Thursday, July 29, 2010

I Enjoy My Stake with a Side of Snark and Unique Characterization

Buffy the Vampire Slayer:

Scattered Thoughts After Viewing About 2.5 Seasons

So I have a confession to make. Until about two weeks ago, I had never watched an entire episode of Buffy the Vampire Slayer. Whew! It feels better to get that off my chest. I had seen a clip or two in passing but that was it. I heard about the show a lot though. Many of my friends are huge fans and it was mentioned frequently in articles, message boards, and discussions alongside many of my favorite tv obsessions, such as Veronica Mars and Firefly. It was actually getting to the point where I was starting to feel slightly ashamed and somewhat confused as to why and how I had missed this pop-culture bandwagon. So a few weeks ago I had an hour off and deciding tool around on Netflix, that enabler of all my television addictions. Low and behold, Netflix instantly provides access to entire series of Buffy.

Since that fateful day, I’ve watch approximately 2.5 seasons of BTVS. And as predicted, I’m completely addicted. The combination of pulpy fun, quirky and smart dialogue, complex teen characters, and dark humor is irresistible to me. So I naturally felt the urge to discuss my newfound Buffy love. Sadly, no one in my vicinity seems terribly interested in my pop culture catching-up. So I will simply state my thoughts to the broad and anonymous online world instead.

First, quick overview if you too have not seen BTVS. While just over a year ago she was an ordinary 15 year old California girl worried about clothes and boys, Buffy Summers has been transformed into the Slayer-the young woman of her generation destined to become the primary combatant in an ongoing war against the powers of evil, especially the undead. After a rather obvious mishap in her hometown of LA, now 16 year old Buffy and her mother have moved to Sunnydale, CA where they hope to begin a new life free of Buffy's recent 'behavioral issues.' However, it turns out that Sunnydale is ripe for Buffy's arrival; the town is located over a Hellmouth and so experiences an unusually high amount of supernatural activity. Unable to escape her destiny, Buffy takes on her role as Slayer with the aid of her Watcher/high school librarian Giles and her new friends Willow and Xander.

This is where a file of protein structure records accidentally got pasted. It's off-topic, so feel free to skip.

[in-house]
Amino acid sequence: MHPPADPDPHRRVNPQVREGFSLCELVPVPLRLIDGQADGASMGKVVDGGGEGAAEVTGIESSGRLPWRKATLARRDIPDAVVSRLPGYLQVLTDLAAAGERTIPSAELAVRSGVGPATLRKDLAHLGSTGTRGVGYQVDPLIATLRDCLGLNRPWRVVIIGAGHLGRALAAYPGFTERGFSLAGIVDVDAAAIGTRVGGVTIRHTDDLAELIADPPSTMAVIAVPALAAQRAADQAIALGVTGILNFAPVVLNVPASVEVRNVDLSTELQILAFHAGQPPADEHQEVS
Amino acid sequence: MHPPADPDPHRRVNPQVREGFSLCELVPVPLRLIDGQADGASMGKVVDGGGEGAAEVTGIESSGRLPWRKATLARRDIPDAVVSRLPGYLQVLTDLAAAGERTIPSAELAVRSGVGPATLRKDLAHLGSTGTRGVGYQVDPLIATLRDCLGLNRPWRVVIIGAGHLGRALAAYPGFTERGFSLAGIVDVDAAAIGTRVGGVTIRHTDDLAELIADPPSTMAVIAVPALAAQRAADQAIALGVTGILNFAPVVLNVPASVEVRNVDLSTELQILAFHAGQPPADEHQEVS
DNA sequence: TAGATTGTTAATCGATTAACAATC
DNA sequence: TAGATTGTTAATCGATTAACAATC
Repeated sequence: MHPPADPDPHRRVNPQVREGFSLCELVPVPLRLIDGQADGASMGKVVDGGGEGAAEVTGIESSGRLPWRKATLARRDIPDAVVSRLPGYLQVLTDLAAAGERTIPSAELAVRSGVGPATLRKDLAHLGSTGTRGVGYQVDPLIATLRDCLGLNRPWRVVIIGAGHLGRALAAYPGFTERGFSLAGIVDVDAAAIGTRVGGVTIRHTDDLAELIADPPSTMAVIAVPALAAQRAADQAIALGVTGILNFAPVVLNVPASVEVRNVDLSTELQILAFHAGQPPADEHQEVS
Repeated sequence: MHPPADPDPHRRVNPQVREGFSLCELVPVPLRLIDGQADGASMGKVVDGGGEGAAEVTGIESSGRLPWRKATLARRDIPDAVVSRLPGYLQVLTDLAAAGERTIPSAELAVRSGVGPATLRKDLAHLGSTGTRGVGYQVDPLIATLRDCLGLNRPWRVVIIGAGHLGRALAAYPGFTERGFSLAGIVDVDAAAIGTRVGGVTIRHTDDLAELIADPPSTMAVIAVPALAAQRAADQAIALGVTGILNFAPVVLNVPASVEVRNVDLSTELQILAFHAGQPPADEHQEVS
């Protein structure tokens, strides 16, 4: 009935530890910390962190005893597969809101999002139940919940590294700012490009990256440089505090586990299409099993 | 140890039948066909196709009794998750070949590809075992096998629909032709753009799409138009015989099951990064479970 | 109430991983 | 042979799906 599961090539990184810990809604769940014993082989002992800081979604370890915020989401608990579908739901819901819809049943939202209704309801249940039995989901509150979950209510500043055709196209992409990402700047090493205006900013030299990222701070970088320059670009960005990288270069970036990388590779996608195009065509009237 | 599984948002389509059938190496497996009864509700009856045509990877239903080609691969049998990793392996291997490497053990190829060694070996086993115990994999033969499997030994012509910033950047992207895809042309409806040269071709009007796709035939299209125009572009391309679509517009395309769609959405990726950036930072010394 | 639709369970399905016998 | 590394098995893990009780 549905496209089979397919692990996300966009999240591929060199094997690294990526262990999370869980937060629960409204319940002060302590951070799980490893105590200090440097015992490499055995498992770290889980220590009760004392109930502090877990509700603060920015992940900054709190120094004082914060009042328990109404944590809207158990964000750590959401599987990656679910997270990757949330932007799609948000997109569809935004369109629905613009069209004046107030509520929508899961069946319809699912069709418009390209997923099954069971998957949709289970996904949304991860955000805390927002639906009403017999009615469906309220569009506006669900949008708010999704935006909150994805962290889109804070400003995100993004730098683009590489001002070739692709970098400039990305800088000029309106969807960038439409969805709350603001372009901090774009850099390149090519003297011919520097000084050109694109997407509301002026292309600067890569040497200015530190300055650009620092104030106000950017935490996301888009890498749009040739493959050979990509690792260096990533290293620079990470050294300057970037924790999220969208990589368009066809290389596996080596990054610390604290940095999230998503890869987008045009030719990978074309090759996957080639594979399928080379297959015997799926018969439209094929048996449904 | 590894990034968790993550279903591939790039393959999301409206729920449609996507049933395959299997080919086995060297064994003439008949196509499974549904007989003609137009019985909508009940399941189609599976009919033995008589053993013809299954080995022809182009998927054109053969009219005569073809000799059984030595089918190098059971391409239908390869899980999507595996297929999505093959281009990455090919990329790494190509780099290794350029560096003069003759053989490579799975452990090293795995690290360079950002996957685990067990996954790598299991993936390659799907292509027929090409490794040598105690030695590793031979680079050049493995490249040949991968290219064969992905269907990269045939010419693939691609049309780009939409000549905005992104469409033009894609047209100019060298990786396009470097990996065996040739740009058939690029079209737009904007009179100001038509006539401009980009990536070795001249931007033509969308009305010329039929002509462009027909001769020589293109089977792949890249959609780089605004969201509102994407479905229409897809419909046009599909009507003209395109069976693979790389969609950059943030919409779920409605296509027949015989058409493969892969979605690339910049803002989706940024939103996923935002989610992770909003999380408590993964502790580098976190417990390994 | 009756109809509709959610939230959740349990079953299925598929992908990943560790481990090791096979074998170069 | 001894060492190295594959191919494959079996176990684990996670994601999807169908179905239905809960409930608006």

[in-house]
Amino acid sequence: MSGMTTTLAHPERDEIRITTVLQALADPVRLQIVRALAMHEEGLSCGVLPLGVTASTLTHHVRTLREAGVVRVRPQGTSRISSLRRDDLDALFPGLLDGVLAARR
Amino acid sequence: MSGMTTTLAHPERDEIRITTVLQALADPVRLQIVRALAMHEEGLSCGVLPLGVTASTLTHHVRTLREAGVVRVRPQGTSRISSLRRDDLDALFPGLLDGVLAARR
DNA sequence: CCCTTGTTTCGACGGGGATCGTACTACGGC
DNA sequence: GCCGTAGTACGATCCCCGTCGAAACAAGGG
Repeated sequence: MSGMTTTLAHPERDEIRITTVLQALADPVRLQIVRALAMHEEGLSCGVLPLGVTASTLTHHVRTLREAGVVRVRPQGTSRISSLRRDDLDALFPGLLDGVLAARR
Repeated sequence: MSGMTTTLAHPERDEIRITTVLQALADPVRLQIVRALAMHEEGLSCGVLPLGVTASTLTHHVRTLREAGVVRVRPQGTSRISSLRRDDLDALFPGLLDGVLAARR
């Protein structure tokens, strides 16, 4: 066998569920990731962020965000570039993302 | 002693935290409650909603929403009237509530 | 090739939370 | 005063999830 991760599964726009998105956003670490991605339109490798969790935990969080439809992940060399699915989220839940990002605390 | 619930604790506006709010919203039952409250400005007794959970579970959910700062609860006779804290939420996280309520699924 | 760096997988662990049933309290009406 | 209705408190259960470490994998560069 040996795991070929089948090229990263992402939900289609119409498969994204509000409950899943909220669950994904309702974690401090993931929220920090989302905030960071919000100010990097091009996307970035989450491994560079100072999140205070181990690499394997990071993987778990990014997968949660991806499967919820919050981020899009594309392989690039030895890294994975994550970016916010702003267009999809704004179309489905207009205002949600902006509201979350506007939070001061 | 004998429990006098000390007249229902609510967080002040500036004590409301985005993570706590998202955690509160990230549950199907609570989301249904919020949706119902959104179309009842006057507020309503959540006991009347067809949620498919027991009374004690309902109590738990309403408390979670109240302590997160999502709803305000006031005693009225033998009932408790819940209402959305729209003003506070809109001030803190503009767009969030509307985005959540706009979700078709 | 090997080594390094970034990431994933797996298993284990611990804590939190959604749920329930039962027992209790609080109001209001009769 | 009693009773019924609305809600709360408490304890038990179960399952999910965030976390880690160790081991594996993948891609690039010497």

My instinctual reaction to Buffy is similar to my reaction to other awesome inhabitants of that fantastical place known as the Whedonverse: this is how good sci-fi is done. Whedon creates a believable and interesting universe but does not allow the mythos or the world-building process to overpower either the story or the characters. Instead the supernatural elements are used to discuss current, human issues in new, revealing ways. My tv preferences are frequently like my reading preferences: I’m all about the characters. While the supernatural aspects can always draw me into a show, it’s the characters that keep me watching. The fantastically clever and amusing writing doesn’t hurt either.

The title character took a few episodes to grow on me; I was more immediately a fan of ‘the Scooby Gang’ than the Slayer herself. But she has grown on me. I like Buffy and I think that in many ways she, like Veronica Mars, stands out among female characters on television. I enjoy her snarky wit, of course. But more so, I enjoy the combination of vulnerability and pure anger that she illustrates. Like Veronica, Buffy has some distinct flaws and she makes mistakes. She does not always win. She can be incredibly tough yet still break down into an emotional wreck. Also, her gifts and training as a Slayer give Buffy the opportunity to be aggressive and to express her anger more openly than most women are ever permitted or encouraged to do. This ties in with a larger topic I’ve been thinking about for over a year now: the portrayal of angry young women in YA media. I first began thinking about this after reading the amazing Graceling by Kristin Cashore and The Disreputable History of Frankie Landau Banks by E. Lockhart last summer and the thoughts are still brewing in my mind.

But, I think I will let those thoughts brew a little while longer before I share them in detail. After all, I still have SEVERAL more seasons of Buffy to catch up on, in between reading, writing, and that whole having a job business. But watch for more teen tv chatter mixed in with the book reviews and an upcoming booklist over the next few weeks!

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